Can diet really help reduce skin cancer risk? The answer, according to study published in the Journal of the American Medical Association of Dermatology, is yes.
Increased vitamin A from foods, especially, was linked to lower rates of a malignant skin cancer in the more than 100,000 people studied. Rates of skin cancer have tripled in the past three decades, according to the American Academy of Dermatology, which estimates that one in five Americans will develop skin cancer within their lifetime. Prevention and early treatment is crucial due to how quickly and easily this cancer can spread throughout the body.
Why vitamin A is so important
Vitamin A is linked to other various health benefits which include aiding in immune, bone, vision growth and reproductive health as well as protection from UV rays. In addition to helping with skin protection, vitamin A is critical to eye health. It aids in prevention of night blindness and reduces the risk for macular degeneration, a leading cause of blindness. The fat-soluble vitamin can act as a powerful antioxidant that protects the body from free radicals, a risk factor for premature aging and chronic disease.
This new study found that vitamin A intake was associated with a reduced risk of developing cutaneous squamous cell carcinoma, or SCC, a type of malignant skin cancer, in a review of the Nurses’ Health Study and the Health Professionals Follow-up Study that collected data on over 120,000, mostly white, men and women. SCC is more common in fair-skinned individuals and often affects people in areas where sun exposure is common. Several previous studies have shown that vitamin A can help in the prevention of other cancers, as well. Researchers believe the benefit may come from the how vitamin A works on a cellular level.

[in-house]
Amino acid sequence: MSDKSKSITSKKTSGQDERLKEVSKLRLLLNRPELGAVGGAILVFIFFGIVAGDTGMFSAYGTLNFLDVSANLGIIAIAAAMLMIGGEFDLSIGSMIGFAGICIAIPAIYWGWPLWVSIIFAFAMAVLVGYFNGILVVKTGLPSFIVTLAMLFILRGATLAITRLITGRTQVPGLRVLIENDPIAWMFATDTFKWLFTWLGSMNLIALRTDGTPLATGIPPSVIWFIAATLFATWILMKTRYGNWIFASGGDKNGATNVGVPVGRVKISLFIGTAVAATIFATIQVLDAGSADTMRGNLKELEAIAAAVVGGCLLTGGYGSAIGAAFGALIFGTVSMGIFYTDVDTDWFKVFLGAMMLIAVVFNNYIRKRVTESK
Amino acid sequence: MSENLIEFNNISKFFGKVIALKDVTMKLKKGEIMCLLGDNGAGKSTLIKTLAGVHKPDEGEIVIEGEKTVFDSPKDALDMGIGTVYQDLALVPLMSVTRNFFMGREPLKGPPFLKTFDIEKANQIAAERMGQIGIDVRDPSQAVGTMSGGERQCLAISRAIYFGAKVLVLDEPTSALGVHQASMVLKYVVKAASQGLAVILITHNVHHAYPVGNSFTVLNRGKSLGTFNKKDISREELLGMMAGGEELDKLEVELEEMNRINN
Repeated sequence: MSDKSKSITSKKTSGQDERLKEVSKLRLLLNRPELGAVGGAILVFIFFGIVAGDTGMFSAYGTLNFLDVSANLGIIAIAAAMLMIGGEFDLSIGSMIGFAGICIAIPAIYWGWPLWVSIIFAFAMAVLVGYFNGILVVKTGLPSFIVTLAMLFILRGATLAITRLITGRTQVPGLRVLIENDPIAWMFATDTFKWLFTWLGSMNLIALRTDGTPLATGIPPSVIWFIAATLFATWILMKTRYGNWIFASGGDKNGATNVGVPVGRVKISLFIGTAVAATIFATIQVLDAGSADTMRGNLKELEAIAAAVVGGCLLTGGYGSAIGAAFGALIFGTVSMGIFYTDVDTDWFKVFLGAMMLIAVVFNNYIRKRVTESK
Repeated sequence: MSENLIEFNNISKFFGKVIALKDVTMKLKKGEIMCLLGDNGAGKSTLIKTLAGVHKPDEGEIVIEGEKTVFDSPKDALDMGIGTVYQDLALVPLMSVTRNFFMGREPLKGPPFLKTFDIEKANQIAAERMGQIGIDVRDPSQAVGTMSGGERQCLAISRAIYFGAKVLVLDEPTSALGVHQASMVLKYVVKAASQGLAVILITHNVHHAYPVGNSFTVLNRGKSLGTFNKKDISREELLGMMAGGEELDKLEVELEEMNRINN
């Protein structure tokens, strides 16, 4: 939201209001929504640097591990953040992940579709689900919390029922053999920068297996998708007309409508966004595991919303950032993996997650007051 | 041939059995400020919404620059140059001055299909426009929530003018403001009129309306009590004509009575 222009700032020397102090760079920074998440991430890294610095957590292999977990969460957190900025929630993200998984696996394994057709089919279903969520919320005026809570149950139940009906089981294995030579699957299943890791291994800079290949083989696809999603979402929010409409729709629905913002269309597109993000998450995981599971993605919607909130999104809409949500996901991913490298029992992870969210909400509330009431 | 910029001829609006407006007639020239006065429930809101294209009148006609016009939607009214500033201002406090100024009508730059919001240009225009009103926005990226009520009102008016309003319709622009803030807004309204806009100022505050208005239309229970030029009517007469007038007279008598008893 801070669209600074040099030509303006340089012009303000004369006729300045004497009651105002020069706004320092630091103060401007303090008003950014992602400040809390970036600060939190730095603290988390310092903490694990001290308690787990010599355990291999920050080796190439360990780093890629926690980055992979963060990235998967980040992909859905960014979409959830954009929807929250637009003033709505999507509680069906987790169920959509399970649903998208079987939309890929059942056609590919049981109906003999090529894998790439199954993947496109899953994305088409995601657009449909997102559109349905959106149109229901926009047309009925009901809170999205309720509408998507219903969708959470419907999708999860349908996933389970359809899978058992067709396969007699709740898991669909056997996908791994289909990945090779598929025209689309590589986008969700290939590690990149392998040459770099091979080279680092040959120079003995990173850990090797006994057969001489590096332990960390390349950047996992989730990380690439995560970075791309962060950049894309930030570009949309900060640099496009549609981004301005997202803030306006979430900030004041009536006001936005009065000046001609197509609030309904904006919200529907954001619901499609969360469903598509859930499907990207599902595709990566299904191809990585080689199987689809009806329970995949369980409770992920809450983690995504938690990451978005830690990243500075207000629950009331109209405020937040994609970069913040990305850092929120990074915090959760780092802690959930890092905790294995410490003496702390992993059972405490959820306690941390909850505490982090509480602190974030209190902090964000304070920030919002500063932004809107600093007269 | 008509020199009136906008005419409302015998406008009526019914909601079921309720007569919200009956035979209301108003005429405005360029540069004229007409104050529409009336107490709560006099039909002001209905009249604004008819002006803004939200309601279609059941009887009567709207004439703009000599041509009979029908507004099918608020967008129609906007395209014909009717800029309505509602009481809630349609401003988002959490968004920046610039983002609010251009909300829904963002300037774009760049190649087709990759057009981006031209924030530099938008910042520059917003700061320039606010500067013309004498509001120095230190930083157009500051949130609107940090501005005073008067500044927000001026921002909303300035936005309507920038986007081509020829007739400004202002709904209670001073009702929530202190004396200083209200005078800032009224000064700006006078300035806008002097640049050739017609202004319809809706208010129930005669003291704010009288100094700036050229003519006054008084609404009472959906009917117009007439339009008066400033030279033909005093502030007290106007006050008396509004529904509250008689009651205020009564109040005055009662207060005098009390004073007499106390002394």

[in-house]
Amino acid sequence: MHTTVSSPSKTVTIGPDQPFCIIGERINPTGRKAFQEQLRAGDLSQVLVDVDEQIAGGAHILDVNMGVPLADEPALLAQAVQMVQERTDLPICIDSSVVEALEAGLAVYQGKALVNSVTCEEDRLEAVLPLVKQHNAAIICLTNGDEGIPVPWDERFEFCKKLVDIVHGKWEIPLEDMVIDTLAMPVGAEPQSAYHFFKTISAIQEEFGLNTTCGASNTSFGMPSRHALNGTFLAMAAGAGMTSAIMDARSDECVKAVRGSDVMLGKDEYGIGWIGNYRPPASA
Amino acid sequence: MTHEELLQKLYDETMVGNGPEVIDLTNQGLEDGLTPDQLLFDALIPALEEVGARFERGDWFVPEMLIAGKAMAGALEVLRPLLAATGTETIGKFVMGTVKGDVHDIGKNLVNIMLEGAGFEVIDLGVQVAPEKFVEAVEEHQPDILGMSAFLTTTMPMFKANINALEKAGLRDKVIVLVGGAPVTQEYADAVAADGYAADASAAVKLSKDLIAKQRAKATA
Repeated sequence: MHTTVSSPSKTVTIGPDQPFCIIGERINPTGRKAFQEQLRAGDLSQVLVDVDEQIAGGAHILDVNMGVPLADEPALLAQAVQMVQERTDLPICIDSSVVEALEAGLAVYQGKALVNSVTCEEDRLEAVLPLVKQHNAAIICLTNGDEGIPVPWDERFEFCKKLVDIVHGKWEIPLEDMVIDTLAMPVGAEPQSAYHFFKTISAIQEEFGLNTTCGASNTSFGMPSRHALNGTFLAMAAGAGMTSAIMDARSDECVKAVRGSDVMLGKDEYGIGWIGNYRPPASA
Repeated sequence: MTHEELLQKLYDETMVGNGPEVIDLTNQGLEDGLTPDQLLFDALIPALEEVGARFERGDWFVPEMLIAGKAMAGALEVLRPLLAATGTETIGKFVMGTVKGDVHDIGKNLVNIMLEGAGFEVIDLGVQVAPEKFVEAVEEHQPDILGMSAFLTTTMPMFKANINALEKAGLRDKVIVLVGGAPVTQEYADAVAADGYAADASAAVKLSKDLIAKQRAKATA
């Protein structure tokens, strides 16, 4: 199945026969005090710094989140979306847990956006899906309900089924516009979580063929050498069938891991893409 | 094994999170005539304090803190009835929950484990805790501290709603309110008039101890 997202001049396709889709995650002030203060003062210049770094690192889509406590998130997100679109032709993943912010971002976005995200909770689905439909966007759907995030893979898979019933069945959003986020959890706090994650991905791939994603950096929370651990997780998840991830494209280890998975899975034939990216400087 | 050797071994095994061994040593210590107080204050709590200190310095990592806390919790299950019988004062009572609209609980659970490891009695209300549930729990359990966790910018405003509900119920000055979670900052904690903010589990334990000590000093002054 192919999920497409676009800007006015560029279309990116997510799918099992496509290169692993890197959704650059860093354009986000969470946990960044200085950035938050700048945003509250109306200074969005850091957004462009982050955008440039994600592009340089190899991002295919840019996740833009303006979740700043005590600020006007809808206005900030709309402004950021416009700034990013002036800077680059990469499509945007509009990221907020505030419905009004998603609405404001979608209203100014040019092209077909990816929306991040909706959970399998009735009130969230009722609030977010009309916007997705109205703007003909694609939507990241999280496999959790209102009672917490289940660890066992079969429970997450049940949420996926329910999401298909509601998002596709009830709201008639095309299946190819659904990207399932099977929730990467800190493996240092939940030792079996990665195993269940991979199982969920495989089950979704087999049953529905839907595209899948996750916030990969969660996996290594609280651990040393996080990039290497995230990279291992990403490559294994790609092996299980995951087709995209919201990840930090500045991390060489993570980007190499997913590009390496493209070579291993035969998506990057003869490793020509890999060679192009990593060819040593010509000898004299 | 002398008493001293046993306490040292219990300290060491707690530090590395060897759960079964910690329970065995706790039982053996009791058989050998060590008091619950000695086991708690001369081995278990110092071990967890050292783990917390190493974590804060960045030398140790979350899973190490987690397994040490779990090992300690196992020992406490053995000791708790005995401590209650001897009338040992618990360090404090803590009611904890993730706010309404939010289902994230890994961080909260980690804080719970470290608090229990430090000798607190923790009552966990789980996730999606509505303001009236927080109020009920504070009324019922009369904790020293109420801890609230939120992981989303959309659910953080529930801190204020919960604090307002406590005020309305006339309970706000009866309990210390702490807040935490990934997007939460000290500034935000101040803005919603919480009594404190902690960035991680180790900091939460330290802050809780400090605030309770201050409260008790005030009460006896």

Vitamin A from produce may lower risk
According to the nonprofit organization and advocacy group Skin Cancer Foundation, “Squamous cell carcinoma is the second most common form of skin cancer,” with doctors diagnosing over 1 million cases each year in the United States alone. Because this form of cancer is so common, it is important to find better preventive strategies to lower people’s risk of developing it.
Over a follow-up period of more than 26 years, the researchers documented a total of 3,978 skin cancer cases among participants in both of these study groups. The researchers were also able to find out information regarding the participants’ intake of vitamin A thanks to detailed surveys that the participants in the two study groups had filled out once every 4 years, approximately.
Based on their analysis, the researchers found that participants who were on the higher end of the spectrum, in terms of vitamin A intake, seemed to have a lower risk of cutaneous squamous cell carcinoma.
“In this large prospective study of U.S. women and men, we found that higher intake of total vitamin A, retinol, and several individual carotenoids, including beta cryptoxanthin, lycopene, and lutein and zeaxanthin was associated with lower risk of [squamous cell carcinoma],” the investigators write in their study paper.
Most of the vitamin A in these cases came from food sources, especially vegetables, not from dietary supplements.